In brief, Jaynes said modern introspective consciousness (a “sense of self”) did not arise until around 1000 BC, before which people believed their thoughts were not their own but, rather, voices of gods instructing them (the “bicameral” mind).
I criticized, as historically wrong, Jaynes’s argument that societal upheavals around that time caused the changeover. Kuijsten doesn’t really rebut that, but says Jaynes was instead relying mainly on supposed evidence that the change did occur then, such as the “cognitive explosion” of Greek philosophy and the religious “Axial age” – which actually came somewhat later! – but this just begs the question of why the alleged dramatic transformation occurred, leaving Jaynes with no answer.
And if the Greek flourishing evidenced the onset of introspective consciousness, did the later Dark Age evidence its loss?
Kuijsten repeatedly contends that earlier (“bicameral”) peoples made a bigger deal of gods than do moderns. For example, in Mesopotamian cities, “the entire leadership consisted of gods, who made all the important decisions,” conveying them through priests. “People psychologically similar to us,” he says, “would have no need for these elaborate machinations.” Likewise, “if the Mycenaean Greeks were psychologically identical to us, there would be no need for gods.”
Really? Has he never met a fundamentalist Christian? “No need for gods” indeed!
I have read intensively about ancient societies, and Kuijsten’s casting them as god-obsessed is very dubious. The idea of gods was a handy construct to explain the inexplicable, but people didn’t take it all that seriously. God plays a far bigger role in the lives of many religious believers today. Yet Kuijsten doesn’t suggest they’re bicameral.
He does cite some fairly modern people, like Mormonism’s founder Joseph Smith, hearing god voices, as supposed vestiges of bicameralism. Kuijsten seems to take such stories at face value. Smith (whose life I’ve studied) heard no voices; he was a con man who made it all up to gain wealth, power, and sex with lots of women. No doubt “god voices” were similarly useful for the ancient priests Kuijsten invokes.
He makes many other similar arguments that modern mental phenomenology evidences a past bicameralism; such as auditory hallucinations, which he says are quite common among normal people. Common (on occasion), perhaps; normal (if continual), no. Normal healthy people don’t constantly hear voices thinking they’re from gods; and mentally healthy ancient people likewise did not confuse their own thoughts with god voices.
Where I noted that children, once they learn language, realize their thoughts are their own, Kuijsten chides me for ignoring childrens’ imaginary friends, which he deems yet another bicameral vestige. However, imaginary friends are not analogous to believing one’s own thoughts come from gods; children grow out of this phase; but, according to Jaynes, ancient adults did not.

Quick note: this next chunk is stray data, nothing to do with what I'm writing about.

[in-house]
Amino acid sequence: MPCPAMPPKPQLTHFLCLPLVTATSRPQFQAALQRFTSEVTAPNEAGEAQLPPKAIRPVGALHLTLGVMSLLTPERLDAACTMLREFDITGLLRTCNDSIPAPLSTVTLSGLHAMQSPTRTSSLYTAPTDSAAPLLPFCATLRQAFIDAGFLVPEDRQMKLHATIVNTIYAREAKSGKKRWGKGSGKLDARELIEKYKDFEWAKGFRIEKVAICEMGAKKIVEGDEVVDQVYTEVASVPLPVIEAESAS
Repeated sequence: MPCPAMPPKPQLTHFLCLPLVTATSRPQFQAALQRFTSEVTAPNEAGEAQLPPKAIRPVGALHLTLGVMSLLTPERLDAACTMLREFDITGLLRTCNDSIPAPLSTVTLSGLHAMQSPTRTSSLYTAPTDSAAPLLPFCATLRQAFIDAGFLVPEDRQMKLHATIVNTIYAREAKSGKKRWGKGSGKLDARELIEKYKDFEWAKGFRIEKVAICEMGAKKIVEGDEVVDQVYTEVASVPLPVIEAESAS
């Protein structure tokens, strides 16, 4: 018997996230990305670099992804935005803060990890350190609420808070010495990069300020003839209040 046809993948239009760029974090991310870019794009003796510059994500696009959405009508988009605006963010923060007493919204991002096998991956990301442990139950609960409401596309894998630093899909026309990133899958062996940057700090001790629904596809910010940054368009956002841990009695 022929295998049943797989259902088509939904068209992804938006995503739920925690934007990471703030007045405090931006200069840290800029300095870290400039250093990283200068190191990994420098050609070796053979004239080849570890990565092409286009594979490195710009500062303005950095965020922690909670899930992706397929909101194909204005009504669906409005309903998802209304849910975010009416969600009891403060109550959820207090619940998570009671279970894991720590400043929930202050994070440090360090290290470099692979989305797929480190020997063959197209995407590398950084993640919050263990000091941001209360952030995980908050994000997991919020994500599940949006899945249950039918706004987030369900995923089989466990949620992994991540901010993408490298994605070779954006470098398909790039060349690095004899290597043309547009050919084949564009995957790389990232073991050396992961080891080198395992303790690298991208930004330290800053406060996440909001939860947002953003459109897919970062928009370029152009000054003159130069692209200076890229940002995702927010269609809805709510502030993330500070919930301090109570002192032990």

My assumption that introspective consciousness was a very ancient biological adaptation is attacked as lacking evidence. The only alternative is woo-woo supernaturalism. And while Kuijsten says such consciousness could not have evolved without language sophistication, that certainly arrived long before 1000 BC. Kuijsten himself elsewhere puts it around 50,000 BC!
I am labeled “oblivious” to dozens of brain imaging studies supposedly validating Jaynes’s model. Well, I’m no neuroscientist; but I daresay no 3,000-year-old people have had their brains imaged.
Kuijsten (like one blog commenter) also emphasizes that much mental activity and behavior is unconscious or not fully present; and the concept of self can vary among different people and cultures. All true, but hardly suggestive that even the dullest normal modern human lacks a sense of self. The same would be true of our ancestors. And while just what a sense of self really means has long vexed philosophers, we all know what the concept refers to. There’s no convincing reason to imagine people before 1000 BC didn’t have it, and believed their own thoughts were voices of gods. They were not so stupid.
Kuijsten concludes that I cannot explain all “the otherwise mysterious phenomena Jaynes’s theory explains” – auditory hallucinations, childrens’ imaginary friends, “monumental mortuary architecture,” religiosity, and more. None of these is “mysterious” and all can be well understood via conventional science and psychology, with no need for a theory that Jaynes himself conceded seems “preposterous.”
Kuijsten’s final line notes the tendency “to only seek evidence that confirms are (sic) existing beliefs.” His own article is a prime example.
* I have (so far) been denied access to respond on that website itself.